Windows 10 Tip: Take a Screenshot

Posted on September 5, 2015 by Paul Thurrott in Windows 10 with 0 Comments

Windows 10 Tip: Take a Screenshot

While Windows has long supported the ability to take screenshots—capturing all or part of the screen graphically so you can use the resulting image elsewhere—Windows 10 really expands on your options. Indeed, there are almost too many ways to take screenshots in Windows 10.

Given this, the method you use at any given time should be driven by your needs, and by which method with which you feel the most comfortable.

Note: these are not the only ways in which to take screenshots in Windows 10. They’re just the best or most obvious ways, and regardless of your device type you should find one or more methods here that can work for you.

Capture the entire screen

Type PRTSCN (“print screen”). This will save the screen image—sans mouse pointer—to the clipboard. To paste this image elsewhere (such as in Paint, Word, or other applications), type CTRL + V.

Type WINKEY + PRTSCN. This will save the screen image—sans mouse pointer—to the clipboard and will create a screenshot file in your Screenshots folder (in Pictures) in PNG format.

Press START + VOLUME DOWN buttons. On Surface and other Windows devices with hardware START and volume buttons, this will save the screen image—sans mouse pointer—to the clipboard and will create a screenshot file in your Screenshots folder (in Pictures) in PNG format.

Snipping Tool. With the Snipping Tool utility, select New and then Full-screen Snip to save the screen image—sans mouse pointer—to the clipboard and be prompted to save the resulting capture to a file.

Capture the active window

Type ALT + PRTSCN. This will save the screen image—sans mouse pointer—to the clipboard. To paste this image elsewhere (such as in Paint, Word, or other applications), type CTRL + V.

Snipping Tool. With the Snipping Tool utility, select New and then Window Snip. Then, using the mouse, hover over the window you wish to save to select, and then click it. This will save the screen image—sans mouse pointer—to the clipboard and be prompted to save the resulting capture to a file. (Note that the window you’re capturing needs to be at the forefront; Snipping Tool cannot capture the image of a window that is partially or fully hidden.)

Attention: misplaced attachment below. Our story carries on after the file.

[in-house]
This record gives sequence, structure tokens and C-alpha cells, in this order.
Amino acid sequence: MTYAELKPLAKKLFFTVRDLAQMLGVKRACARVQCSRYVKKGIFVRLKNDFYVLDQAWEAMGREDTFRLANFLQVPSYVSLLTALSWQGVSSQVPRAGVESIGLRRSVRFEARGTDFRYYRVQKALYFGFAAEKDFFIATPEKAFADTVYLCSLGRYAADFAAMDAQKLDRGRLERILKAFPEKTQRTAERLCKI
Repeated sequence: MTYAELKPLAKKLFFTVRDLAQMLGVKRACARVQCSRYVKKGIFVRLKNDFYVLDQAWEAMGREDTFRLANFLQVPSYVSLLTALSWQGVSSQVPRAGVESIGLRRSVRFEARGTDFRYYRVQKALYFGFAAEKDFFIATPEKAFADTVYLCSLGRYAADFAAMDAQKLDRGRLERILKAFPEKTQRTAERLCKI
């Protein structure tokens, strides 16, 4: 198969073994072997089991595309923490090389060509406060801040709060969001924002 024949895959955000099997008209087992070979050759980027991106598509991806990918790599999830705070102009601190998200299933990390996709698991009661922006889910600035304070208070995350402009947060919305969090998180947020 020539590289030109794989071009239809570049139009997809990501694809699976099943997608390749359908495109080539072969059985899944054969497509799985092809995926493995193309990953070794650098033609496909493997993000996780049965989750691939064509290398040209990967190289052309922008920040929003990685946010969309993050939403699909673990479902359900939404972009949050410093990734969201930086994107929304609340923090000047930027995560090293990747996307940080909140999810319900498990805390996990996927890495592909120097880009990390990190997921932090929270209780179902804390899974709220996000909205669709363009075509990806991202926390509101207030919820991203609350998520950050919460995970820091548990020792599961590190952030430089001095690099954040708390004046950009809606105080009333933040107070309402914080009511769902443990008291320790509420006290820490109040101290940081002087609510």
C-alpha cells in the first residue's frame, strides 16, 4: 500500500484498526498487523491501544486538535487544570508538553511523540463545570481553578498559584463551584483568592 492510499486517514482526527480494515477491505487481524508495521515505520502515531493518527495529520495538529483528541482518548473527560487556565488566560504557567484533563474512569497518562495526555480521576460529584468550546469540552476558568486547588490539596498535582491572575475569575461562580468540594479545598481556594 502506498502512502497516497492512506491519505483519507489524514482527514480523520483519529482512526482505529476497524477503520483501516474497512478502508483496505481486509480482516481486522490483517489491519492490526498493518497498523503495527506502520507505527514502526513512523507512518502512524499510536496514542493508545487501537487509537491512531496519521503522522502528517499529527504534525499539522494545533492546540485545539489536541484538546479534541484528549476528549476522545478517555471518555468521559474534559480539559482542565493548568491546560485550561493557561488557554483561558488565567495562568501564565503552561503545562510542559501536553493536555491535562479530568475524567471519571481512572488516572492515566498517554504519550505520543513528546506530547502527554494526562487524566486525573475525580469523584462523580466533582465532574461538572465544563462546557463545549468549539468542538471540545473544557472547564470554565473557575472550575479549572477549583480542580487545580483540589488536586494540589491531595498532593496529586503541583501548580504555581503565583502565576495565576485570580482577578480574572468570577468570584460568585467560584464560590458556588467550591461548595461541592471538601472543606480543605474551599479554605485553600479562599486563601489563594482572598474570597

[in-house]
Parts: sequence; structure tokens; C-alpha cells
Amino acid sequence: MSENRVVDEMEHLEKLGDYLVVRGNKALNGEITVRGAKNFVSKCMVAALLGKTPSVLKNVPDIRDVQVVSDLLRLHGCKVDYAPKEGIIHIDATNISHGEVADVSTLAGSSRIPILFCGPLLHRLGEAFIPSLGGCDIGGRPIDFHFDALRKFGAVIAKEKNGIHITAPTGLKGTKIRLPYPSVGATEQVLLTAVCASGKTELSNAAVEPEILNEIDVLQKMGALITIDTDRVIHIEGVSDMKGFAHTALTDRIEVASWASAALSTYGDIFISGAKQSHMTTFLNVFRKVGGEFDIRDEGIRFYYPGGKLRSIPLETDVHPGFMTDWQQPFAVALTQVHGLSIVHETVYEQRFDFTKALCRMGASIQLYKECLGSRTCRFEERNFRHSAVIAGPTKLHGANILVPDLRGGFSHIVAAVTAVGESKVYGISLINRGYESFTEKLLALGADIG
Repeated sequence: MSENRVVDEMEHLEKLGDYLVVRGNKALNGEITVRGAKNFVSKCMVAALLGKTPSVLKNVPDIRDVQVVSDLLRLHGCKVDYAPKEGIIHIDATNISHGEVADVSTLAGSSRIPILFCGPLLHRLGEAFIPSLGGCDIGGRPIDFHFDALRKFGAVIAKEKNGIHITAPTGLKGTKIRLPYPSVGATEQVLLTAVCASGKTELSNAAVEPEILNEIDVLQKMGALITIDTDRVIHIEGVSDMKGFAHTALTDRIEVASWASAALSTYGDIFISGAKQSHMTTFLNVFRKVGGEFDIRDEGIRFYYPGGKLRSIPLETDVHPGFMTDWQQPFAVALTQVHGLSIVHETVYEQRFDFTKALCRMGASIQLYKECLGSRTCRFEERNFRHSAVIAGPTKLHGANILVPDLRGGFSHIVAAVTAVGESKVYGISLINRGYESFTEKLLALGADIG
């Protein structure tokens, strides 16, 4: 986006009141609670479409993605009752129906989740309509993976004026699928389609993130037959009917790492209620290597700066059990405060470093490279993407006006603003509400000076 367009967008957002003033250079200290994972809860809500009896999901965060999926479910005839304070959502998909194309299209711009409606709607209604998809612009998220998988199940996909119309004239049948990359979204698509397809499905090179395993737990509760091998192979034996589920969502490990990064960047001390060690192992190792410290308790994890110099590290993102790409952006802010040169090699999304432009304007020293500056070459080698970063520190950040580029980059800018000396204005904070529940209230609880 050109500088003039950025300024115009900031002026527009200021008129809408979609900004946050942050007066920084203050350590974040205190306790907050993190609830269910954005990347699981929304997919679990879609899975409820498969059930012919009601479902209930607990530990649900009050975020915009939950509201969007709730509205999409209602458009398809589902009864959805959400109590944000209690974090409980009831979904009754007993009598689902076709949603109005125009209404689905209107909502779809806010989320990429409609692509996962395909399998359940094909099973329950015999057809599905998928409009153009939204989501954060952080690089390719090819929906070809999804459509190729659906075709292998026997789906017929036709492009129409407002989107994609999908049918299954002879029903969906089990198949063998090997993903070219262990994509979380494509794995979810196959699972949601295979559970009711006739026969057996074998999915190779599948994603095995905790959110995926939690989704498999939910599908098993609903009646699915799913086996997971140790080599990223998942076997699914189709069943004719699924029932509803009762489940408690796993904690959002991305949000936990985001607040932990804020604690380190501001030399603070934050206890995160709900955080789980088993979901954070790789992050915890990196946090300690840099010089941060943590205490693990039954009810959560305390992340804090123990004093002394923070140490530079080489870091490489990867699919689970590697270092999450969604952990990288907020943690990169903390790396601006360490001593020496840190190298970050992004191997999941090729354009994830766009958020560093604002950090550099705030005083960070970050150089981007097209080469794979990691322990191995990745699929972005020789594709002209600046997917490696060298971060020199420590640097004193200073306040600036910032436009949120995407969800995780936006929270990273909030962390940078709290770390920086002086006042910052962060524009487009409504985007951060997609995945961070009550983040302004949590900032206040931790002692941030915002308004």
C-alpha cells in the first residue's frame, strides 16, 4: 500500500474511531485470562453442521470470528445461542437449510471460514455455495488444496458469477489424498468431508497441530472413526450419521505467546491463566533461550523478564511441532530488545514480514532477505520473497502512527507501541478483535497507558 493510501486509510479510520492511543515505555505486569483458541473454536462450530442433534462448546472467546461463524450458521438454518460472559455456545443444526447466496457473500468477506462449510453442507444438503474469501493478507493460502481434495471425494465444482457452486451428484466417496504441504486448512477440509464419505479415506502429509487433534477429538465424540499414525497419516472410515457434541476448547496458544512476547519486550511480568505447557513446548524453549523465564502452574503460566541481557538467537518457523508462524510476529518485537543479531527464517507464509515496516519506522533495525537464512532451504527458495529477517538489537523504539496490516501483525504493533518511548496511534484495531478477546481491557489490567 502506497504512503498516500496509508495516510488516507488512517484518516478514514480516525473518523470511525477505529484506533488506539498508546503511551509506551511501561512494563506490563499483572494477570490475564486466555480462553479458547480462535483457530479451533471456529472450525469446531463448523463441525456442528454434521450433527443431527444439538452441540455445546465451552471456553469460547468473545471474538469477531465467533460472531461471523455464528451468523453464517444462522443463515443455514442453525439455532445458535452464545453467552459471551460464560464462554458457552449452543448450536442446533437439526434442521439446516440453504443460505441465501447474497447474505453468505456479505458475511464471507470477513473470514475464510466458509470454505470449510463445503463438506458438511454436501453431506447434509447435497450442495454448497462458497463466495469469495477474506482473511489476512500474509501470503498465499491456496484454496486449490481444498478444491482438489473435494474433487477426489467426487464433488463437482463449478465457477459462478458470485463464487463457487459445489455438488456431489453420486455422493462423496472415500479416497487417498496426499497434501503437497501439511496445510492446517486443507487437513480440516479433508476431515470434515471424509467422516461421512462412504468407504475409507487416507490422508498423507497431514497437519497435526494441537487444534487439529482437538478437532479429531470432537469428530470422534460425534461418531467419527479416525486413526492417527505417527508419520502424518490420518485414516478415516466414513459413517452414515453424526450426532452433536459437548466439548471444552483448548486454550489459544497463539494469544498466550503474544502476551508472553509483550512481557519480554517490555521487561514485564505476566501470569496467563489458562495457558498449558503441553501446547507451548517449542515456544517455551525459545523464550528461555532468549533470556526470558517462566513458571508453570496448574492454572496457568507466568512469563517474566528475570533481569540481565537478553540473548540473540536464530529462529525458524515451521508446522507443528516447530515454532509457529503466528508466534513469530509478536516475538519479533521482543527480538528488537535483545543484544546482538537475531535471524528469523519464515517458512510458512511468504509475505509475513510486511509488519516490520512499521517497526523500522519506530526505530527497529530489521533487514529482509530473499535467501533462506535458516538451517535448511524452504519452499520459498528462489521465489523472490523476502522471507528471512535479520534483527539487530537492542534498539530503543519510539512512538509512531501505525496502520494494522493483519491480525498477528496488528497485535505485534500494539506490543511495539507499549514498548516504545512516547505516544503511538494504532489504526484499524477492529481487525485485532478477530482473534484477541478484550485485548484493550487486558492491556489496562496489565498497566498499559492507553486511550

Other screenshot notes

Snipping Tool is a bit complex, but it’s also pretty versatile. In addition to full-screen and window captures, it can also be used to arbitrary rectangles or freeform shapes. And it has an optional delay timer that can be used to make sure everything is set up correctly.

Office Snip, recently released by Microsoft, is free and provides some features that will be of particular interest to Office Mix users, including the ability to annotate screen captures with ink or audio narration.

Third-party screenshot utilities often offer more options if you need to take a lot of screenshots. I use a (paid) third-party utility called TechSmith SnagIt, for example, because it’s sort of a standard for tech book writers, and it lets you capture the mouse cursor too. But at $50, that may be too expensive for many. ShareX is free—but accepts donations—and does let you capture the mouse cursor too.